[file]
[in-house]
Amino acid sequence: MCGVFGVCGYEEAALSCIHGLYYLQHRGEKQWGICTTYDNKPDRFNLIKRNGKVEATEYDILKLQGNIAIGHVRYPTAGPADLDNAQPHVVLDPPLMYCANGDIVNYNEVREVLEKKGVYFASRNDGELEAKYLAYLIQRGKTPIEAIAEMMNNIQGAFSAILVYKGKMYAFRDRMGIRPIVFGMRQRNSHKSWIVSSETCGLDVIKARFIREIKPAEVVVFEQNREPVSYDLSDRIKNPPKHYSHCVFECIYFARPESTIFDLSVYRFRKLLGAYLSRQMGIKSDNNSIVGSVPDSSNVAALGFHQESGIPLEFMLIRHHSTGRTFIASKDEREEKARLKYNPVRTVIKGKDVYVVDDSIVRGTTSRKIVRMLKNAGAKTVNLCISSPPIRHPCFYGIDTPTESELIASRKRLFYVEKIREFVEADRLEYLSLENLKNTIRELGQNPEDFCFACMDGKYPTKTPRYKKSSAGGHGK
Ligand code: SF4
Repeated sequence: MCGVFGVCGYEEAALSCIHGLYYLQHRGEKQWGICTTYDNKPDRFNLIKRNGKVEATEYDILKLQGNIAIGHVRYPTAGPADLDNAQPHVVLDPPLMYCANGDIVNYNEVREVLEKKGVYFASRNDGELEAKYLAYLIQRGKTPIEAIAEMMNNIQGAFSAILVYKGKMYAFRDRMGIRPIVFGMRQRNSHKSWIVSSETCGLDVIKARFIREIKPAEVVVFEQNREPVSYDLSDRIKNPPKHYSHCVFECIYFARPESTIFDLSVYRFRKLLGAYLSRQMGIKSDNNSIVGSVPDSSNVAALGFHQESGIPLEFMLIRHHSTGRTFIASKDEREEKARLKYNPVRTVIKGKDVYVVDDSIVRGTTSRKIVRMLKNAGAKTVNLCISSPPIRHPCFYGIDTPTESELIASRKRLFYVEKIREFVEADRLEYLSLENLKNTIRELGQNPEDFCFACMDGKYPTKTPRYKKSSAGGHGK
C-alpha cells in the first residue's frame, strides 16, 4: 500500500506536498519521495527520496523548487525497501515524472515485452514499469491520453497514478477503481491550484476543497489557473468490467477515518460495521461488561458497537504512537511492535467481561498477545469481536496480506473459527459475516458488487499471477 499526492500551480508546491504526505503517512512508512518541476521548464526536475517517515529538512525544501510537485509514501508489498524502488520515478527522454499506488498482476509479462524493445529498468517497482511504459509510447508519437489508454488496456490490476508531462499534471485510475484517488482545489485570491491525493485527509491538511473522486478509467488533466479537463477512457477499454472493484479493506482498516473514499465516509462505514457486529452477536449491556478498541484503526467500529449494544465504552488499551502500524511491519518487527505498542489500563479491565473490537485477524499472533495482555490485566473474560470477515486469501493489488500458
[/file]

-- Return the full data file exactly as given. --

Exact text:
[in-house]
Amino acid sequence: MCGVFGVCGYEEAALSCIHGLYYLQHRGEKQWGICTTYDNKPDRFNLIKRNGKVEATEYDILKLQGNIAIGHVRYPTAGPADLDNAQPHVVLDPPLMYCANGDIVNYNEVREVLEKKGVYFASRNDGELEAKYLAYLIQRGKTPIEAIAEMMNNIQGAFSAILVYKGKMYAFRDRMGIRPIVFGMRQRNSHKSWIVSSETCGLDVIKARFIREIKPAEVVVFEQNREPVSYDLSDRIKNPPKHYSHCVFECIYFARPESTIFDLSVYRFRKLLGAYLSRQMGIKSDNNSIVGSVPDSSNVAALGFHQESGIPLEFMLIRHHSTGRTFIASKDEREEKARLKYNPVRTVIKGKDVYVVDDSIVRGTTSRKIVRMLKNAGAKTVNLCISSPPIRHPCFYGIDTPTESELIASRKRLFYVEKIREFVEADRLEYLSLENLKNTIRELGQNPEDFCFACMDGKYPTKTPRYKKSSAGGHGK
Ligand code: SF4
Repeated sequence: MCGVFGVCGYEEAALSCIHGLYYLQHRGEKQWGICTTYDNKPDRFNLIKRNGKVEATEYDILKLQGNIAIGHVRYPTAGPADLDNAQPHVVLDPPLMYCANGDIVNYNEVREVLEKKGVYFASRNDGELEAKYLAYLIQRGKTPIEAIAEMMNNIQGAFSAILVYKGKMYAFRDRMGIRPIVFGMRQRNSHKSWIVSSETCGLDVIKARFIREIKPAEVVVFEQNREPVSYDLSDRIKNPPKHYSHCVFECIYFARPESTIFDLSVYRFRKLLGAYLSRQMGIKSDNNSIVGSVPDSSNVAALGFHQESGIPLEFMLIRHHSTGRTFIASKDEREEKARLKYNPVRTVIKGKDVYVVDDSIVRGTTSRKIVRMLKNAGAKTVNLCISSPPIRHPCFYGIDTPTESELIASRKRLFYVEKIREFVEADRLEYLSLENLKNTIRELGQNPEDFCFACMDGKYPTKTPRYKKSSAGGHGK
C-alpha cells in the first residue's frame, strides 16, 4: 500500500506536498519521495527520496523548487525497501515524472515485452514499469491520453497514478477503481491550484476543497489557473468490467477515518460495521461488561458497537504512537511492535467481561498477545469481536496480506473459527459475516458488487499471477 499526492500551480508546491504526505503517512512508512518541476521548464526536475517517515529538512525544501510537485509514501508489498524502488520515478527522454499506488498482476509479462524493445529498468517497482511504459509510447508519437489508454488496456490490476508531462499534471485510475484517488482545489485570491491525493485527509491538511473522486478509467488533466479537463477512457477499454472493484479493506482498516473514499465516509462505514457486529452477536449491556478498541484503526467500529449494544465504552488499551502500524511491519518487527505498542489500563479491565473490537485477524499472533495482555490485566473474560470477515486469501493489488500458